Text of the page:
NEW YORK, NY.-
Gutai: Splendid Playground, now on view at the Guggenheim, showcases the artistic experimentation and engaged aesthetics of the Gutai Art Association, postwar Japans most influential avant-garde collective. The groups name, Gutai, translates as concreteness, and its members sought to confront and reveal the physical qualities of the material used to make art, firing it from cannons, smashing through it with their bodies, or simply tacking it to a wall. The aim of these sometimes violent confrontations was to break down distinctions between art and the everyday, emancipating the creation and experience of art.
Bringing the spontaneity of Gutai: Splendid Playground to the web, the Guggenheim has published an exhibition site. Divided into six thematic sections that explore different facets of Gutais work and process, the site presents artworks spanning the groups history, a listing of the artists who were its members, an album of vintage black-and-white photos documenting their interaction with art world luminaries, and interior spreads from the influential Gutai journal.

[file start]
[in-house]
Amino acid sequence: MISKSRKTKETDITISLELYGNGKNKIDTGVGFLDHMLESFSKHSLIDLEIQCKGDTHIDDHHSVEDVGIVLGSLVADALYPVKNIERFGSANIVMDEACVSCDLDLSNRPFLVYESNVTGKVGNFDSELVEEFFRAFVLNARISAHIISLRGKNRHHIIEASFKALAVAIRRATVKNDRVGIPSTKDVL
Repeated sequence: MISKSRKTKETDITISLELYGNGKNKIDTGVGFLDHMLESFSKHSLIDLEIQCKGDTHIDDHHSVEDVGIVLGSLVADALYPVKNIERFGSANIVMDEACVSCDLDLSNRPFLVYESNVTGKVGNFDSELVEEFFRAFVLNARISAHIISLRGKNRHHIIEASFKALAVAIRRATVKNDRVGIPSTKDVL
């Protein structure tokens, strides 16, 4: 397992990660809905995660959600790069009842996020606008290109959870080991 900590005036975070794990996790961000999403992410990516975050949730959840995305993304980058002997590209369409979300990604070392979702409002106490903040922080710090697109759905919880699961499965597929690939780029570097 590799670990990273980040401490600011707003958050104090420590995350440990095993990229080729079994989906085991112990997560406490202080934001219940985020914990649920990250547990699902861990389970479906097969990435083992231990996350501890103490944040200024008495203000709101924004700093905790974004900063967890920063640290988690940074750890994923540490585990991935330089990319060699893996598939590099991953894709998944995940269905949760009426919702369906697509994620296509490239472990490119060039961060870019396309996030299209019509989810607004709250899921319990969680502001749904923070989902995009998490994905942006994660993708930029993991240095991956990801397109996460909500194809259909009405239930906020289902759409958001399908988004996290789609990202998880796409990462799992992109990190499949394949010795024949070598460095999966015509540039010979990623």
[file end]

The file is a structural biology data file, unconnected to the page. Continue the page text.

Please Draw Freely, a newly launched interactive feature, accompanies the site, inviting visitors to create collaborative pieces of art. Like Yoshihara Jirōs work of the same name, the feature playfully asks participants to start a new drawing or to draw on top of those created by others. Gutai artists Imai Norio, Horio Sadaharu, and Matsutani Takesada contributed drawings to kick things off, and visitors have already responded to them in exciting ways. Browse all the drawings or create your own at Please Draw Freely.
To enhance the experience of visitors to Gutai: Splendid Playground and provide a wealth of information for use at home, the Guggenheim has released a free app that presents all artworks on view in the exhibition, writings by curators and Gutai artists, multimedia tours, and behind-the-scenes videos. The app is available in the iTunes Store